And now, to make it all worse, my poor old Dodo was taken away. He died in my arms after being sick a week.

I was alone in the city, without money or friends, except the Chinese actors. I was almost crazy for sunlight and fresh air, and the sight of decent people.

Moy Kip was the only one of the crowd of Chinamen in the building who could speak English very well, and he had also been my father’s friend. He was educated after a fashion, and, for a Chinaman, kind and gentlemanly.

One day, soon after Daddy was buried, Kip came to my room. I was crying on the bunk, and he stood there watching me; then he placed a roll of gold on the table. “I give you two hundled dollar,” he said. “You likee go away home? No good stay here. Chiny actor heap bad.”

I sat up in surprise. I wondered where I would ever find another man who, loving me and having me in his power, would give me the means to escape. Right away I began to like him.

“Oh, Moy Kip,” I said, “you have been so good to poor Daddy!”

He looked at me hard, and said, “You likee Moy Kip? You mally me, please?”

So, after a while, I ended by accepting him, and I have never been sorry since. We were married in the Chinese way. I wore a stiff dress of red silk my husband bought for me, and my hair was braided tight and greased, fastened with gold fila-gree and jade ornaments. I had my cheeks rouged and eyebrows painted, and all.

But it was not till the carriage took me from my old rooms and the slave woman had carried me on her back up the stairs and into Moy Kip’s home (so that I should not stumble on the threshold and bring bad luck), that I found out how much difference the marriage was going to make to my husband. For I wasn’t taken to the theatre at all, but to a little set of rooms in Spofford Alley. When he came in to meet me, dressed like a prince in his lilac blouse and green trousers, I asked him how it happened he hadn’t fitted up a room for me in the theatre.

Seems like he reckoned I had brought him luck, for he had paid the manager for the right to quit acting, and he was going to try and get into more respectable business. In China, of course, he would have had to go on being an actor, and his sons after him, but Chinatown here is different, and it’s getting to lose some of the old strictness.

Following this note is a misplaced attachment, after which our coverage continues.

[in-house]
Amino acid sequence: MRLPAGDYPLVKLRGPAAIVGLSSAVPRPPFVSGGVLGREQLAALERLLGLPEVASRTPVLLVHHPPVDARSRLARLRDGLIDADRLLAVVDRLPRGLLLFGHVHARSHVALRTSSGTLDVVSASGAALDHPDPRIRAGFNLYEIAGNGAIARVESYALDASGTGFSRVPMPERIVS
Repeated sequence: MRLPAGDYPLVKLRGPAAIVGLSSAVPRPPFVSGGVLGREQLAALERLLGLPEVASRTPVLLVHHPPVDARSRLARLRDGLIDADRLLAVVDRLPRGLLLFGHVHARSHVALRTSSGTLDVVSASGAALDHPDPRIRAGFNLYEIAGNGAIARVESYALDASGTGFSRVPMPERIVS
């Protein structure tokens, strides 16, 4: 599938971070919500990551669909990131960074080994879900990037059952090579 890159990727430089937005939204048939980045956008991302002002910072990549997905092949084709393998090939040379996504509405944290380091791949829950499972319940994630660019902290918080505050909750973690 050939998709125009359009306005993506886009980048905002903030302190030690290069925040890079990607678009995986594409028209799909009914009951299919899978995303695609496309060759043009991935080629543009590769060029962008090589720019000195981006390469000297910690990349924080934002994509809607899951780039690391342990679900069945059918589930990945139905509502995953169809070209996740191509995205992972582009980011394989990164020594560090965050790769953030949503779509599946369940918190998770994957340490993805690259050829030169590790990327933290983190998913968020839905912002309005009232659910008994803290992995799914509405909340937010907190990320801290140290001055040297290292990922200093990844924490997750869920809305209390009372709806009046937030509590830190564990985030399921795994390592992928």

What Moy Kip was going to do, was to smuggle opium. He’d been wanting to go into it for a long time, but he had nobody to help him at it, nobody he could trust, that is. With me to take hold, he reckoned he could make right smart of money.

We bought a naphtha launch and filled it with nets and truck, like we were fishing, if anybody wanted to inspect us; and Kip had fixed the stewards on about every China steamer coming into port. They bought the stuff in five-tael tins, and packed it in bales with lines and floats, dropping it overboard as the ship crossed the bar. Then all we had to do was to cruise around in the launch and pick up the floats and haul in the bale. It was my part of the business to dispose of the opium after we had got it into town. I sold it to a German who distributed it through Chinatown.

The first year I was perfectly happy with Moy Kip, and no white man could have treated me better than he did. He named me “Hak Chu”—the black pearl—and nothing was too good for me. But still we didn’t count for much in Chinatown, for Moy Kip was still considered an actor, and below the notice of merchants. It seemed to be as much a question of money as anywhere else in the world, and until we could save enough up to buy a share in some store, we were less than nobody, except at the theatre, where they were always glad to see us both. We often went to see the plays, until, with my husband’s explanations, I got so I could follow the acting pretty well.

It’s right interesting when you begin to understand, for everything in the theatre means something. Moy Kip explained to me how the carved and gilded dragon over the doors leading to the dressing-rooms meant a water-spout, and the sign beside it read, “Go out and change costume.”

They have lots of different kinds of plays, and some of them take weeks to go through, running night after night until all the doings of the hero are finished.